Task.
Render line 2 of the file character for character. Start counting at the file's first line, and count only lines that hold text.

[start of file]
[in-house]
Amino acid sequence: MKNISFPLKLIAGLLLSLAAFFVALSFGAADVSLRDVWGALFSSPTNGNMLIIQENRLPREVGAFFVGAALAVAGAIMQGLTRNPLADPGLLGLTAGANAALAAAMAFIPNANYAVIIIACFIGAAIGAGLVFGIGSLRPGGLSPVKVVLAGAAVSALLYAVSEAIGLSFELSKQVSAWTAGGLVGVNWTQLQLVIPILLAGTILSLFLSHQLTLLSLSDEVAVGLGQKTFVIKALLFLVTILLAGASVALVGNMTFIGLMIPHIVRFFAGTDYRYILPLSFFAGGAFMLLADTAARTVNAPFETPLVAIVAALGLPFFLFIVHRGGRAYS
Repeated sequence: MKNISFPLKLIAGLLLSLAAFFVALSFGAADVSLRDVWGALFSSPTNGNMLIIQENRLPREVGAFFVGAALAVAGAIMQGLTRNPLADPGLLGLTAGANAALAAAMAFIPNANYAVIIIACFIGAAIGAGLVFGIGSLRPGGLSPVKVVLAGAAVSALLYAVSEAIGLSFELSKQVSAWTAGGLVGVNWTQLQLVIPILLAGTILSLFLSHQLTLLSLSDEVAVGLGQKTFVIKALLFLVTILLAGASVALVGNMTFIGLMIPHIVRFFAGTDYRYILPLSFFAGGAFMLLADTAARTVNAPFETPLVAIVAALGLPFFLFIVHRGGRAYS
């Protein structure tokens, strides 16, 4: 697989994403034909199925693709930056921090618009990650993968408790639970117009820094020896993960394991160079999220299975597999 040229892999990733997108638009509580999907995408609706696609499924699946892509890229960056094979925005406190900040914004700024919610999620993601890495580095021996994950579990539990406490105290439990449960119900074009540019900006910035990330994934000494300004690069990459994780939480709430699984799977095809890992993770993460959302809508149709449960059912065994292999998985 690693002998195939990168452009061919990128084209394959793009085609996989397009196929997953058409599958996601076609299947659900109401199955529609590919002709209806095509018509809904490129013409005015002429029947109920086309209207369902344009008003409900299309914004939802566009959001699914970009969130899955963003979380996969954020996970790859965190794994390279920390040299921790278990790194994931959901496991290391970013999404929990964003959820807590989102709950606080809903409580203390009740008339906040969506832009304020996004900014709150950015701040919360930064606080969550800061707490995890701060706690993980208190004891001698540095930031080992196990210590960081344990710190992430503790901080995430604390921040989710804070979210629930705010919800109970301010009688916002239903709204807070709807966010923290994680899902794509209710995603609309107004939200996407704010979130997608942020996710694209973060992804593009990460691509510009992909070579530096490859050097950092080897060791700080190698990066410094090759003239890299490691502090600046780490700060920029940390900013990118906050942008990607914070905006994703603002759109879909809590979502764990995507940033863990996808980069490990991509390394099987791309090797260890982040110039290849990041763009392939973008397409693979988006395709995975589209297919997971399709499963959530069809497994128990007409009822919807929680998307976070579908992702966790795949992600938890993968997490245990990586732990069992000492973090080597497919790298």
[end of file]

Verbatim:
Amino acid sequence: MKNISFPLKLIAGLLLSLAAFFVALSFGAADVSLRDVWGALFSSPTNGNMLIIQENRLPREVGAFFVGAALAVAGAIMQGLTRNPLADPGLLGLTAGANAALAAAMAFIPNANYAVIIIACFIGAAIGAGLVFGIGSLRPGGLSPVKVVLAGAAVSALLYAVSEAIGLSFELSKQVSAWTAGGLVGVNWTQLQLVIPILLAGTILSLFLSHQLTLLSLSDEVAVGLGQKTFVIKALLFLVTILLAGASVALVGNMTFIGLMIPHIVRFFAGTDYRYILPLSFFAGGAFMLLADTAARTVNAPFETPLVAIVAALGLPFFLFIVHRGGRAYS